The stinkpot turtle has a shell on its back like all turtles which is oval in shape and highly domed. This is colored olive brown or dark grey.
Often the shell is covered with algae which provides additional camouflage.
Common musk turtles have a small lower shell which has a single hinge and this can partially close so the turtle can protect itself.
The face features a pair of bright stripes running beneath the eyes.
Extending from the chin and throat are a pair of sensory extensions known as barbels.
Their body measures up to 12cm (5in) long with an average weight of 0.5-0.9kg (1-2lbs). Both genders are similar in size.
The common musk turtle is a carnivore. Their diet includes insects, crayfish, clams, tadpoles, along with fish and their eggs. Small amounts of plant matter such as algae may be eaten by some individuals. Carrion may also be consumed.
— AD —
The common musk turtle is found in North America. Here they can be found in the Eastern and Central United States along with southwestern Canada.
They make their home in freshwater environments as they cannot tolerate saltwater. Potential habitats include rivers, lakes, ponds, swamps and streams. Common musk turtles show a preference for slow-moving water.
Most of their time is spent in the water with the species rarely coming to land.
Breeding occurs in the spring and fall. Breeding is triggered by shorter day lengths. Females may produce as many six clutches each season.
Females lay their eggs in a shallow nest or under debris on the rivers edge. Each clutch may include two to nine eggs which have a hard shell.
These eggs incubate for 60-85 days before they will hatch.
Sexual maturity is tied to carapace length but typically occurs between 2 and 4 years old with males maturing earlier.
Most of their movement is undertaken by walking along the bottom of the stream or pond rather than swimming.
The common musk turtle is primarily active by day but they may also hunt during the night.
Basking is rare for this species and if it is undertaken it most often occurs on a log overhanging the river.
Predators and Threats
When threatened these animals will bite and scratch. As a final resort they will spray musk from glands on their body. This foul smelling odor helps to scare away. predators.
These animals are collected for the pet trade. Their small size makes them a popular pet. Other threats include habitat loss, an increase in predators and water pollution.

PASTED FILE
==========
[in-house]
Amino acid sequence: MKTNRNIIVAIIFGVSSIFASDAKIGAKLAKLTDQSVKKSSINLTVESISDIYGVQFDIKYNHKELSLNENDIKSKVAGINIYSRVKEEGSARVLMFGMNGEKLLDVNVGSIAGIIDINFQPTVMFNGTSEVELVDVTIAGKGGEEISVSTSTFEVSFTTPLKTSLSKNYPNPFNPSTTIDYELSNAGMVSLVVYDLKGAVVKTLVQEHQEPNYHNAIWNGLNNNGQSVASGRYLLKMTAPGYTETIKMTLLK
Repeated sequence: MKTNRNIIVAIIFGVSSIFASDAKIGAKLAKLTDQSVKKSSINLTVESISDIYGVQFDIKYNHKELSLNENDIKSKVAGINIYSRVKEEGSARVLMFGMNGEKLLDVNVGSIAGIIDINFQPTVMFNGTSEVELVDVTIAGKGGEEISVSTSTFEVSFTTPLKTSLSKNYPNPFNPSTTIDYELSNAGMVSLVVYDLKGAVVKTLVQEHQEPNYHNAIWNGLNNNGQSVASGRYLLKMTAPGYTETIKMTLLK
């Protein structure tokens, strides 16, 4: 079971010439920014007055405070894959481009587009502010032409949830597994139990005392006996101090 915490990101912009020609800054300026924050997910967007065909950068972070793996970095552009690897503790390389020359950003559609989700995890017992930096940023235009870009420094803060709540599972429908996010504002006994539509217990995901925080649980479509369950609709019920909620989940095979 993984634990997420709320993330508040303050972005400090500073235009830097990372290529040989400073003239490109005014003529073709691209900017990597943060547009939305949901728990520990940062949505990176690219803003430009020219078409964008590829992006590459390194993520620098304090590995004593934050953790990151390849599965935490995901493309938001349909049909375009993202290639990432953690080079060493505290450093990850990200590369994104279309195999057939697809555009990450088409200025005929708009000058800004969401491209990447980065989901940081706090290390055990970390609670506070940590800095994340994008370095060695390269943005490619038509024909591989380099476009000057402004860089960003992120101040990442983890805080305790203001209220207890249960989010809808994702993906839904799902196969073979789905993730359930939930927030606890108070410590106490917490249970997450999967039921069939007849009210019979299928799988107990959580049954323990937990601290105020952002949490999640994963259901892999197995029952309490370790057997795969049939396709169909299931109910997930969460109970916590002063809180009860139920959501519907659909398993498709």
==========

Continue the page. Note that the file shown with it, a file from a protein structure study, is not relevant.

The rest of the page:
This species is also known as the stinkpot due to the foul odor they can create from their musk glands. Another alternative name is the marsh turtle or moon turtle.
The species portion of their scientific name odoratus comes from a Latin word meaning 'to have an odor.'
Top, Middle One and Bottom
By Uba~itwiki at Italian Wikipedia, CC BY-SA 3.0, https://commons.wikimedia.org/w/index.php?curid=46411204
Burnie, D., 2011. Animal. 3rd ed. London: DK
Animal Experiences At Wingham Wildlife Park In Kent. 2021. Stinkpot Turtle – Animal Experiences At Wingham Wildlife Park In Kent. [online] Available at: <https://winghamwildlifepark.co.uk/animal/stinkpot-turtle/> [Accessed 10 March 2021].
Racinezoo.org. 2021. Common Musk Turtle Fact Sheet | racinezoo.org. [online] Available at: <https://www.racinezoo.org/common-musk-turtle-fact-sheet> [Accessed 10 March 2021].
Belle Isle Nature Center. 2021. Common musk turtle – Belle Isle Nature Center. [online] Available at: <https://belleislenaturecenter.detroitzoo.org/animals/zoo-animals/common-musk-turtle/> [Accessed 10 March 2021].
Department, N., 2021. Common Musk Turtle | Nongame | New Hampshire Fish and Game Department. [online] Wildlife.state.nh.us. Available at: <https://www.wildlife.state.nh.us/wildlife/profiles/musk-turtle.html> [Accessed 10 March 2021].
Virginiaherpetologicalsociety.com. 2021. Virginia Herpetological Society. [online] Available at: <https://www.virginiaherpetologicalsociety.com/reptiles/turtles/stinkpot/stinkpot.php> [Accessed 10 March 2021].
van Dijk, P.P. 2015. Sternotherus odoratus (errata version published in 2016). The IUCN Red List of Threatened Species 2015: e.T163450A97384475. https://dx.doi.org/10.2305/IUCN.UK.2015-3.RLTS.T163450A79816811.en. Downloaded on 10 March 2021.